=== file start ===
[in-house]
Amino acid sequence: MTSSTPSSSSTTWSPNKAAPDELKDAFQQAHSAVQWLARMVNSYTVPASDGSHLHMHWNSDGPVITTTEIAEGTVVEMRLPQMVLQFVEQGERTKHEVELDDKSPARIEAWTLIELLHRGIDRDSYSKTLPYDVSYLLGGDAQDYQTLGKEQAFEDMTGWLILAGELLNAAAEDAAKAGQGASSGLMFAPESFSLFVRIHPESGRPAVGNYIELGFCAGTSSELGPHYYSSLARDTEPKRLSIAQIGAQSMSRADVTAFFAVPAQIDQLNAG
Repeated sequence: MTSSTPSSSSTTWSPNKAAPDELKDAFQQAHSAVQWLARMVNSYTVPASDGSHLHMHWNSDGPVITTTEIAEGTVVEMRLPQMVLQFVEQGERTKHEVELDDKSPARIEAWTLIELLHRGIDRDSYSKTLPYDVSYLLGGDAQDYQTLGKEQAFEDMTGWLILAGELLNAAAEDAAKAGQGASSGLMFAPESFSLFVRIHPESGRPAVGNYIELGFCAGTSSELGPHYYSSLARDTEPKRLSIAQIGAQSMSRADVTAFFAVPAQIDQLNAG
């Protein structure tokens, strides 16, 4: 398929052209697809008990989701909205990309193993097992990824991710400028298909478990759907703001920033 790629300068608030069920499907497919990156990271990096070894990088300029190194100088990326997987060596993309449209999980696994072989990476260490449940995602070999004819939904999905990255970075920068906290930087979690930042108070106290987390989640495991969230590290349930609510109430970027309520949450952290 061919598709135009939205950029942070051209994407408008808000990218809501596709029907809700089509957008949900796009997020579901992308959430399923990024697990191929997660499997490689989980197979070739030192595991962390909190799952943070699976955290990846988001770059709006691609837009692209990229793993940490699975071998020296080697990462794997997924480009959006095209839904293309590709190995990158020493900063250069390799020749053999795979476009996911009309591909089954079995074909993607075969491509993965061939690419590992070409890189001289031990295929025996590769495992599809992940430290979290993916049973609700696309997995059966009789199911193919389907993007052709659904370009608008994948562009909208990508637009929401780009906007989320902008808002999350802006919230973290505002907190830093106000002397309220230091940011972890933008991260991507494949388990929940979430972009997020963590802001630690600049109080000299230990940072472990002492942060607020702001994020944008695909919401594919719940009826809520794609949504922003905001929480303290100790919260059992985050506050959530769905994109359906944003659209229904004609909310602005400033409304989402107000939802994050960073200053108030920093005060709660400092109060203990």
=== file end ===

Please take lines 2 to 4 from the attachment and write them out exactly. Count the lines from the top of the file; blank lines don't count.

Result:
Amino acid sequence: MTSSTPSSSSTTWSPNKAAPDELKDAFQQAHSAVQWLARMVNSYTVPASDGSHLHMHWNSDGPVITTTEIAEGTVVEMRLPQMVLQFVEQGERTKHEVELDDKSPARIEAWTLIELLHRGIDRDSYSKTLPYDVSYLLGGDAQDYQTLGKEQAFEDMTGWLILAGELLNAAAEDAAKAGQGASSGLMFAPESFSLFVRIHPESGRPAVGNYIELGFCAGTSSELGPHYYSSLARDTEPKRLSIAQIGAQSMSRADVTAFFAVPAQIDQLNAG
Repeated sequence: MTSSTPSSSSTTWSPNKAAPDELKDAFQQAHSAVQWLARMVNSYTVPASDGSHLHMHWNSDGPVITTTEIAEGTVVEMRLPQMVLQFVEQGERTKHEVELDDKSPARIEAWTLIELLHRGIDRDSYSKTLPYDVSYLLGGDAQDYQTLGKEQAFEDMTGWLILAGELLNAAAEDAAKAGQGASSGLMFAPESFSLFVRIHPESGRPAVGNYIELGFCAGTSSELGPHYYSSLARDTEPKRLSIAQIGAQSMSRADVTAFFAVPAQIDQLNAG
């Protein structure tokens, strides 16, 4: 398929052209697809008990989701909205990309193993097992990824991710400028298909478990759907703001920033 790629300068608030069920499907497919990156990271990096070894990088300029190194100088990326997987060596993309449209999980696994072989990476260490449940995602070999004819939904999905990255970075920068906290930087979690930042108070106290987390989640495991969230590290349930609510109430970027309520949450952290 061919598709135009939205950029942070051209994407408008808000990218809501596709029907809700089509957008949900796009997020579901992308959430399923990024697990191929997660499997490689989980197979070739030192595991962390909190799952943070699976955290990846988001770059709006691609837009692209990229793993940490699975071998020296080697990462794997997924480009959006095209839904293309590709190995990158020493900063250069390799020749053999795979476009996911009309591909089954079995074909993607075969491509993965061939690419590992070409890189001289031990295929025996590769495992599809992940430290979290993916049973609700696309997995059966009789199911193919389907993007052709659904370009608008994948562009909208990508637009929401780009906007989320902008808002999350802006919230973290505002907190830093106000002397309220230091940011972890933008991260991507494949388990929940979430972009997020963590802001630690600049109080000299230990940072472990002492942060607020702001994020944008695909919401594919719940009826809520794609949504922003905001929480303290100790919260059992985050506050959530769905994109359906944003659209229904004609909310602005400033409304989402107000939802994050960073200053108030920093005060709660400092109060203990």